I haven't really joined in on the Weiner debacle because I just consider it so petty and diversionary. What the guy does legally and not harnful to other people in his private life is simply of no concern to me. But Olbermann makes a good point below.
by Keith Olbermann
There is no rush to judgment like a political rush to judgment.
The airwaves, the talk shows, all of the homes of political puffery have been filled to the brim, for more than a week, with absolute certainty about what Anthony Weiner should do - no, must do.
Republicans like Eric Cantor, whose response to previous such scandals on his side of the aisle has been to say he was praying for the malefactor's family and hoped we would let "the people decide," isn't praying, and isn't letting anybody decide - he's saying Weiner should quit.
Some Democrats have insisted that there wasn't a reason in the world for Weiner to quit, that the saga was pathetic and distressing but was of little actual consequence relative to Weiner's honesty and character - even though what he presented in his first several explanations, was not honesty - and what he showed in the photos was not character,
Several supposed Liberals have demanded that Weiner resign immediately because of the difficult position in which he has placed the minority leader, as if Weiner's contributions to Progressive causes in this country were insignificant and irrelevant.
Even public opinion polls have, well - what else? - an opinion. Only 30% of New Yorkers in a Marist Poll said he should resign, while nearly two thirds of them said he apologized only because he got caught.
And, of course, odious blackmailers like Andrew Breitbart have said Weiner and other liberals are hypocrites. He in particular added he was holding back additional photographs out of decency. And then he showed those photographs the next day. But Weiner is the hypocrite. This is to be remembered when Breitbart's fall finally comes - prediction: it will involve handcuffs, and not in the way he might enjoy them.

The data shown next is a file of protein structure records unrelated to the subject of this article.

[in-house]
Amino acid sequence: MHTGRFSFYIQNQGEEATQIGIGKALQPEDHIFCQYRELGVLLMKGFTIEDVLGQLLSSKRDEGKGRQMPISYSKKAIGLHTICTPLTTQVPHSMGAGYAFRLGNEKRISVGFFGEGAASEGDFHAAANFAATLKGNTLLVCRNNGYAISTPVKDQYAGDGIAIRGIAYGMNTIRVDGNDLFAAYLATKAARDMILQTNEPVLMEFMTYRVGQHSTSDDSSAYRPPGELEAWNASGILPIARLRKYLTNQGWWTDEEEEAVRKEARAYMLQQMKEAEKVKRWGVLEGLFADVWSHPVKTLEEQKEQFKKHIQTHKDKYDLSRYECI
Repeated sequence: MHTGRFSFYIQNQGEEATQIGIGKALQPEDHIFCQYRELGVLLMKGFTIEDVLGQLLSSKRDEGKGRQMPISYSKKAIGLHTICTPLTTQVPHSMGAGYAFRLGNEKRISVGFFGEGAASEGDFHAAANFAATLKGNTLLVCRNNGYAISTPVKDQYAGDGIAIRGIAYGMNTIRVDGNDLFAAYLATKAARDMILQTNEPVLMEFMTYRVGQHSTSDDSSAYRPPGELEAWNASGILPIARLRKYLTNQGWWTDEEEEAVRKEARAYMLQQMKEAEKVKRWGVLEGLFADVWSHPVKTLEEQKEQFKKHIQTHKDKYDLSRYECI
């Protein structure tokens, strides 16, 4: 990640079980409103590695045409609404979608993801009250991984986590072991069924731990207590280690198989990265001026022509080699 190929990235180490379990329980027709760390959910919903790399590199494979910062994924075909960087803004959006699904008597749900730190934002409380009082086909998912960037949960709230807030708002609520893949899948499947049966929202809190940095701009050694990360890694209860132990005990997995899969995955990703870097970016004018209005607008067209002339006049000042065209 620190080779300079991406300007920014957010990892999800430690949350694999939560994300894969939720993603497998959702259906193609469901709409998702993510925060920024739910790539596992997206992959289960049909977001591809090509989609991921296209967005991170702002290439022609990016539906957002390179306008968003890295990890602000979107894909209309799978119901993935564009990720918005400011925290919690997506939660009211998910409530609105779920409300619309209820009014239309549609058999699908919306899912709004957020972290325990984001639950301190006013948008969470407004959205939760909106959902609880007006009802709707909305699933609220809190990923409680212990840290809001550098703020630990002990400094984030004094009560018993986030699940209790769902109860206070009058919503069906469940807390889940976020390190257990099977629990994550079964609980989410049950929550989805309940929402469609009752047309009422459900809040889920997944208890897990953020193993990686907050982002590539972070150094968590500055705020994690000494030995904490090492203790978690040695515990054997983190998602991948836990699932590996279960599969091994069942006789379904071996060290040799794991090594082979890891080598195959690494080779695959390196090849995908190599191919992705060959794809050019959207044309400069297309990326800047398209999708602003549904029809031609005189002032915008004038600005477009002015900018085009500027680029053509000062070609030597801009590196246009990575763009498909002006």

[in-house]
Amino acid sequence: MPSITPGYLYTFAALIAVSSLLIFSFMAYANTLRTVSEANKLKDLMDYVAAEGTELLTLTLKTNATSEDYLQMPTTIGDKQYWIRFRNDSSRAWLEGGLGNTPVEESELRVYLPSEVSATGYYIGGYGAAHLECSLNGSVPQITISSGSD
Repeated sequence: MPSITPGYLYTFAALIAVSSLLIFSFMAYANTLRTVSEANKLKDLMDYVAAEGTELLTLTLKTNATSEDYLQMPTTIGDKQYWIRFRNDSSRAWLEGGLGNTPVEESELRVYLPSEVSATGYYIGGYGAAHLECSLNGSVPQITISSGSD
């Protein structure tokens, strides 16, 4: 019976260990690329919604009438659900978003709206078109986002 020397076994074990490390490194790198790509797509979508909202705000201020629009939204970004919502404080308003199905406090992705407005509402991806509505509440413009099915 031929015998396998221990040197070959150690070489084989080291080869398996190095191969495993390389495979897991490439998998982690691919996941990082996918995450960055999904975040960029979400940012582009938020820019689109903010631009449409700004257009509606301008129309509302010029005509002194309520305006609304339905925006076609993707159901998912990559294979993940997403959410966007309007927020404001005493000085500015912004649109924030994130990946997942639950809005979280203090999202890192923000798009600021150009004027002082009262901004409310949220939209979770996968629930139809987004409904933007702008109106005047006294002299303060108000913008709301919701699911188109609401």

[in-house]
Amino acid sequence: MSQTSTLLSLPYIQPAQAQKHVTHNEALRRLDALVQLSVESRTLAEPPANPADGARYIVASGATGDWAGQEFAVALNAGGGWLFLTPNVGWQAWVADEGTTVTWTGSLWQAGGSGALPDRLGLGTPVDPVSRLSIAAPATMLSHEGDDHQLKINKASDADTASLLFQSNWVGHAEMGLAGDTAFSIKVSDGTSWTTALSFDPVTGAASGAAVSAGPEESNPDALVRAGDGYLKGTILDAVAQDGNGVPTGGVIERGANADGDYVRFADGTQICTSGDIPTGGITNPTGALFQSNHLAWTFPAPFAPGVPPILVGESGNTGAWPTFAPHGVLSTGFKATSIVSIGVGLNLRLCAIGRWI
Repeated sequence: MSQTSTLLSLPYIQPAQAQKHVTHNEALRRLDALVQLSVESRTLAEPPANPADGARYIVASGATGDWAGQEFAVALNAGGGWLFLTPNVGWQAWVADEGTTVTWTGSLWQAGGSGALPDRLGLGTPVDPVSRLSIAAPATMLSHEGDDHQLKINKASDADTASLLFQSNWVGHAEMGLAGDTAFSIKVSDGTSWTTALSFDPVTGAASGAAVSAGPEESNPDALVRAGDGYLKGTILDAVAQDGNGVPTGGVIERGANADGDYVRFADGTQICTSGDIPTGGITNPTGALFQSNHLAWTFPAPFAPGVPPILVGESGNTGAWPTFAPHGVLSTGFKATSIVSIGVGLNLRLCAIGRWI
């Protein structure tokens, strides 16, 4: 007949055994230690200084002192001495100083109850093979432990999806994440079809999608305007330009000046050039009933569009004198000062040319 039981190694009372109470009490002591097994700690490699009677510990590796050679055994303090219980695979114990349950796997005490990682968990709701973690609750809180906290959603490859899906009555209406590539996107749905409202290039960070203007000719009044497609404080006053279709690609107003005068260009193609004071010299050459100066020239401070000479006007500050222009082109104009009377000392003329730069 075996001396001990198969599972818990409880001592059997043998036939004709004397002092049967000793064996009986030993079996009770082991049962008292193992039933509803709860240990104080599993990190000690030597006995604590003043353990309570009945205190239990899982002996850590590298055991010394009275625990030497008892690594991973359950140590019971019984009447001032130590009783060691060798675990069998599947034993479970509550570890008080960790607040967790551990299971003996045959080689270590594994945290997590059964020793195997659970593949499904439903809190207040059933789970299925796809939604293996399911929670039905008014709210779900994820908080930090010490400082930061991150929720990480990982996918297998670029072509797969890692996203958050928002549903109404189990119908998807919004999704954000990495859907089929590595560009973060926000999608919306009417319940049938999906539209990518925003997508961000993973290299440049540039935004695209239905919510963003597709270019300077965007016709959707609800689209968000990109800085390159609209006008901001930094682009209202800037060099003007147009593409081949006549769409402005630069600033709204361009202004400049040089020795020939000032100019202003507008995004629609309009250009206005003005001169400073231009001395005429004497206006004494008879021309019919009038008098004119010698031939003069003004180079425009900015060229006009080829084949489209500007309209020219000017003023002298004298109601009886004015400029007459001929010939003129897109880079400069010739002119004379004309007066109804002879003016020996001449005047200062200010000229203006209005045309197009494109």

Now, Minority Leader Pelosi and other leading House Democrats have done what their Republican colleagues would never do: they too have urged Weiner to resign, for what appears to be about the 45th worst sex scandal among politicians in the last five or six years. Senators Jon Ensign and David Vitter make Weiner look like a celibate, and we have yet to hear a Republican demand either of them go.
The rush to issue an opinion about Anthony Weiner is so strong - so indicative of the unnecessary urgency of most aspects of our political theater - that a couple of times on Twitter I was harangued by followers, because I hadn't come out and demanded Weiner quit. Or stay.
My silence owed to one important fact: I wasn't sure.
Hell, to be honest, ....
in Round One of the self-photography mania sweeping my home state's Congressional Delegation, I wasn't really sure why Republican Chris Lee resigned. The story, on the face of it, was sleazy and troubling. Which are two adjectives applicable to virtually every politician who ever lived. That there might have been more to the story, explains Lee's departure.
But if there is nothing further to the Weiner story, if what we know is all there is, I have actually done what so many fear to do these days, and sat around and thought about something for a week. And now I think I know what I think -- not demand, not insist, not preach -- Anthony Weiner should do.
For it, I turn improbably back to the man who put the "cant" back in "Cantor," the House Majority Leader: Let the people decide.
If Mr. Weiner resigns his seat, there will be, as there was in Mr. Lee's district, a special election to decide who will serve the rest of his term. It appears the citizens of that district want it to be him, but many in Democratic leadership, do not. If Mr. Weiner wants to regain the moral high ground, he should resign, either immediately or effective a given date, and then seek re-nomination for, and re-election in, that special election.
A true version of 'letting the people decide.'
Angry Democratic kingpins might primary Weiner - all the better. Run as an Independent. Let the people really decide what has happened here, and if they want this man to continue to be their Congressman. Those who want him out can speak to their point, and those who want him to stay, can speak to theirs.
And how ever it turns out, the scandal will end there. Because Congressman Weiner will have let the people decide.